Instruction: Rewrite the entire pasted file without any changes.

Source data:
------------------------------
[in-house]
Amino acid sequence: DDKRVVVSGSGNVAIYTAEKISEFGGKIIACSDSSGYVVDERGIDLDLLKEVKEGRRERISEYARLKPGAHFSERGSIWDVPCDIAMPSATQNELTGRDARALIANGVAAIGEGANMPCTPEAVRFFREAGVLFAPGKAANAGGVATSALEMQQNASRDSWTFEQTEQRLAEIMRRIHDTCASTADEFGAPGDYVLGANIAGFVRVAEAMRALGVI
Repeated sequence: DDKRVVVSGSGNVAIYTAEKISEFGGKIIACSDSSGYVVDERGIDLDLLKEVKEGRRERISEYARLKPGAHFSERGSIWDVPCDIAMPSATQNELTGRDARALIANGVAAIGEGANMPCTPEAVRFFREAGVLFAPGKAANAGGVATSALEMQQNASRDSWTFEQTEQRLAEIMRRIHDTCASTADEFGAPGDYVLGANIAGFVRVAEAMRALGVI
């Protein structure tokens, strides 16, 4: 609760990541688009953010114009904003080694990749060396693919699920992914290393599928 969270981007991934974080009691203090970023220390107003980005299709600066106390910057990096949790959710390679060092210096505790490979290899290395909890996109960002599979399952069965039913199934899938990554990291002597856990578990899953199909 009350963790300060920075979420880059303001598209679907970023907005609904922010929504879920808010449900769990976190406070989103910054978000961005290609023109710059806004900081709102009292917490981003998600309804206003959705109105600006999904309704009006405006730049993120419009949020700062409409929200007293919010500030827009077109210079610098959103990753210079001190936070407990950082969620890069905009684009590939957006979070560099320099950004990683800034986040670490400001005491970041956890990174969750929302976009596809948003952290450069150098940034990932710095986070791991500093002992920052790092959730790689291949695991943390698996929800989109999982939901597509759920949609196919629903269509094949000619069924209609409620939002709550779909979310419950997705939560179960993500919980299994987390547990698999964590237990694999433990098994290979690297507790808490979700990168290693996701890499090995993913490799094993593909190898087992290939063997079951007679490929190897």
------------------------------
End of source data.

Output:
[in-house]
Amino acid sequence: DDKRVVVSGSGNVAIYTAEKISEFGGKIIACSDSSGYVVDERGIDLDLLKEVKEGRRERISEYARLKPGAHFSERGSIWDVPCDIAMPSATQNELTGRDARALIANGVAAIGEGANMPCTPEAVRFFREAGVLFAPGKAANAGGVATSALEMQQNASRDSWTFEQTEQRLAEIMRRIHDTCASTADEFGAPGDYVLGANIAGFVRVAEAMRALGVI
Repeated sequence: DDKRVVVSGSGNVAIYTAEKISEFGGKIIACSDSSGYVVDERGIDLDLLKEVKEGRRERISEYARLKPGAHFSERGSIWDVPCDIAMPSATQNELTGRDARALIANGVAAIGEGANMPCTPEAVRFFREAGVLFAPGKAANAGGVATSALEMQQNASRDSWTFEQTEQRLAEIMRRIHDTCASTADEFGAPGDYVLGANIAGFVRVAEAMRALGVI
């Protein structure tokens, strides 16, 4: 609760990541688009953010114009904003080694990749060396693919699920992914290393599928 969270981007991934974080009691203090970023220390107003980005299709600066106390910057990096949790959710390679060092210096505790490979290899290395909890996109960002599979399952069965039913199934899938990554990291002597856990578990899953199909 009350963790300060920075979420880059303001598209679907970023907005609904922010929504879920808010449900769990976190406070989103910054978000961005290609023109710059806004900081709102009292917490981003998600309804206003959705109105600006999904309704009006405006730049993120419009949020700062409409929200007293919010500030827009077109210079610098959103990753210079001190936070407990950082969620890069905009684009590939957006979070560099320099950004990683800034986040670490400001005491970041956890990174969750929302976009596809948003952290450069150098940034990932710095986070791991500093002992920052790092959730790689291949695991943390698996929800989109999982939901597509759920949609196919629903269509094949000619069924209609409620939002709550779909979310419950997705939560179960993500919980299994987390547990698999964590237990694999433990098994290979690297507790808490979700990168290693996701890499090995993913490799094993593909190898087992290939063997079951007679490929190897």